3 exhibitions to discover a rich but little-known art in France

3 exhibitions to discover a rich but little-known art in France

In Colmar colorful painting

Color, glory and beauty
Unterlinden Museum, Colmar
Rens. : website or telephone 03 89 20 15 50

The Unterlinden museum, in Colmar, takes us through Color, glory and beauty in the German Middle Ages and its painting on wood. With, of course, the Isenheim altarpiece, by Matthias Grünewald, the museum’s masterpiece which can be admired from a high room. But we discover other religious works which are all characterized by tremendous expressiveness and a lively palette.

Thus, the panel of the Passion altarpiece (1485), by Caspar Isenmann, depicting the “Judas kiss”. A large-headed Saint Peter prepares to cut off the ear of a centurion on the ground while the red-haired Iscariot (hair color then considered evil) and dressed in yellow (symbol of betrayal) kisses Christ: the Judas’ perfidy is accentuated by the contrast between the tender embrace and his ugly, hooked-nosed profile.

The truculent and carnivalesque aesthetic of this Germanic art, with its grimacing faces, its postures with a burlesque mannerism, its scarlet tones, is very far from our contemporary canons. But the labels are very suitable – especially for young audiences with specific fun instructions – take us by the hand and reveal to us the behind the scenes of this sacred painting, colorful and with gleaming gold backgrounds. Rooms are also dedicated to the production of works or to their sponsors.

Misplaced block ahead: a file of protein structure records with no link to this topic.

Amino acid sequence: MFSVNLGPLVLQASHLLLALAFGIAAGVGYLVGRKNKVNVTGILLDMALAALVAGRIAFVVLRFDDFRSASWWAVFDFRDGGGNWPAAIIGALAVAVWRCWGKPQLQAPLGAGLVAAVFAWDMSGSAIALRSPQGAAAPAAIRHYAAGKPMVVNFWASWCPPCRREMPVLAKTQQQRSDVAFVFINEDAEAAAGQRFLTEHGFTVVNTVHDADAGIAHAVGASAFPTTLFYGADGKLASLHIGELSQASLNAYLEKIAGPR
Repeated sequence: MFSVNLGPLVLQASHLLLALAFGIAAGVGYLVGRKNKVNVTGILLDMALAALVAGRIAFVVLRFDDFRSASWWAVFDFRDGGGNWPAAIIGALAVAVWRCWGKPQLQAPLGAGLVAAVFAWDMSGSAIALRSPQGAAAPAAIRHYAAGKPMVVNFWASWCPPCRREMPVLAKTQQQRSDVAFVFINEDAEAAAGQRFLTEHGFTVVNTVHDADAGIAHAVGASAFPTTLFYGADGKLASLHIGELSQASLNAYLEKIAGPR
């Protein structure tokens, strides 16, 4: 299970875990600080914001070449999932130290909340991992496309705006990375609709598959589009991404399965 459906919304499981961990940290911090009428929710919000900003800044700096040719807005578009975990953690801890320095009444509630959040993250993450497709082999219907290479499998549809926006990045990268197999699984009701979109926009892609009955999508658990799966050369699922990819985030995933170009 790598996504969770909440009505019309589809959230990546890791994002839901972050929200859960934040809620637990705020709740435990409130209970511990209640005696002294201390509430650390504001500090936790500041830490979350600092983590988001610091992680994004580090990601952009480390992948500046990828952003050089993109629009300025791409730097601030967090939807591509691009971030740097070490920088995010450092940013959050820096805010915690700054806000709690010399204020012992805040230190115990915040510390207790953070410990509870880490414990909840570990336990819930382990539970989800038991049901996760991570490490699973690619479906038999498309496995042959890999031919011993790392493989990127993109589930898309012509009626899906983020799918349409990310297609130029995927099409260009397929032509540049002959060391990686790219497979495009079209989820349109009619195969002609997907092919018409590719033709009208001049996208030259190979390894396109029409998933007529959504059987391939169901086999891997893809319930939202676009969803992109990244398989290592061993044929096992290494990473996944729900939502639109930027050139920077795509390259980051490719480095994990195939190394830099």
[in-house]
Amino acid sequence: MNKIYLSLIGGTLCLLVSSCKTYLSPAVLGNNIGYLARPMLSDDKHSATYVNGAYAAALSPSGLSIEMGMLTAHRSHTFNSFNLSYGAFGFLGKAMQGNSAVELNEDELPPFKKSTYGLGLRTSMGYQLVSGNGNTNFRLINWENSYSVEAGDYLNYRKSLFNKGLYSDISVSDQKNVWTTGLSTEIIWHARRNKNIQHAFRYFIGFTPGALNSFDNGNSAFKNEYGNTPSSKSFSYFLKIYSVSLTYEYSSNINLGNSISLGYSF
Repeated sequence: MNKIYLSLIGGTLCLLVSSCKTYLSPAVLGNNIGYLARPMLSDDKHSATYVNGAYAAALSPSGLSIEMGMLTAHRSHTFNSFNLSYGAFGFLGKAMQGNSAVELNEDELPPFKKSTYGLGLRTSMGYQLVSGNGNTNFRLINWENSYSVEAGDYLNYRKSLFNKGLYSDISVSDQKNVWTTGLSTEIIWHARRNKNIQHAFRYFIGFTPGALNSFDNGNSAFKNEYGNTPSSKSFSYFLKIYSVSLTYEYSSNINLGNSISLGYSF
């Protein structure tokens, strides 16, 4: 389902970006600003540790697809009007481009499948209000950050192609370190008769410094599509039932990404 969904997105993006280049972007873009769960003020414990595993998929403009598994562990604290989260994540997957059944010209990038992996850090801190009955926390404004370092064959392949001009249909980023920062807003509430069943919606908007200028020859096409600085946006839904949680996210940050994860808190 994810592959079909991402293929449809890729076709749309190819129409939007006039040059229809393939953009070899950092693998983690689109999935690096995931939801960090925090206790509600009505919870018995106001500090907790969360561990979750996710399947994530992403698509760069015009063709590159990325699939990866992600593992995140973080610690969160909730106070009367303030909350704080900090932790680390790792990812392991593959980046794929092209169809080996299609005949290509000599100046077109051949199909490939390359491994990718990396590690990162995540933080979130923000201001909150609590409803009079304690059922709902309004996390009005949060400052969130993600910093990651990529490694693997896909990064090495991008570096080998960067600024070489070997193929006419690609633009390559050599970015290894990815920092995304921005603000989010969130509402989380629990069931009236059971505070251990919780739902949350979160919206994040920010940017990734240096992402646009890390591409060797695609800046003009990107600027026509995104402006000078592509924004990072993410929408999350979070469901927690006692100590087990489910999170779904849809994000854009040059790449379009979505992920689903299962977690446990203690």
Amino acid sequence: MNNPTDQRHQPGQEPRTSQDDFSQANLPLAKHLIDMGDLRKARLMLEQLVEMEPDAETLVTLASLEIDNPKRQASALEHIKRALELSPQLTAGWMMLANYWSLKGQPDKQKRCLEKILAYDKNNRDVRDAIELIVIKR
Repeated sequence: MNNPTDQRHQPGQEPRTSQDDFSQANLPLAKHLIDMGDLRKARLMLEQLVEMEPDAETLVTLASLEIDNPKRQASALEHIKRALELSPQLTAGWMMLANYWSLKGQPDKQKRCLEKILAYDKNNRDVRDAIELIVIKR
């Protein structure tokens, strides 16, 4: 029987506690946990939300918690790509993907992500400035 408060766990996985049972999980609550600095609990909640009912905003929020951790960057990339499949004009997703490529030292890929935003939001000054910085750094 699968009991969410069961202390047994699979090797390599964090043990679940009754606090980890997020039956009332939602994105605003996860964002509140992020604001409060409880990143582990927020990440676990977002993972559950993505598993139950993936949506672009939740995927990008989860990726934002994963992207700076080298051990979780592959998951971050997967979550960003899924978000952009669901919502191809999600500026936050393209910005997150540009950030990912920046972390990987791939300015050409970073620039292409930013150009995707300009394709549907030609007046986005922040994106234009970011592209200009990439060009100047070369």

“Domestic” altarpieces, namely miniaturized and for private use for this new piety refocused on humility and introspection – the modern devotion –, are small jewels of holy iconography, such as this altarpiece of The life of the Virgin (around 1480-1490). Martin Schongauer, the “master” of Albrecht Dürer, synthesizes the naturalist rendering of the Flemish primitives, who invented the so-called “atmospheric” perspective composed of receding landscapes in the background, and the more hieratic Gothic tradition. . As proof, the magnificent Annunciation from the Orlier altarpiece (oil on wood) with the archangel Gabriel with peacock feather wings.

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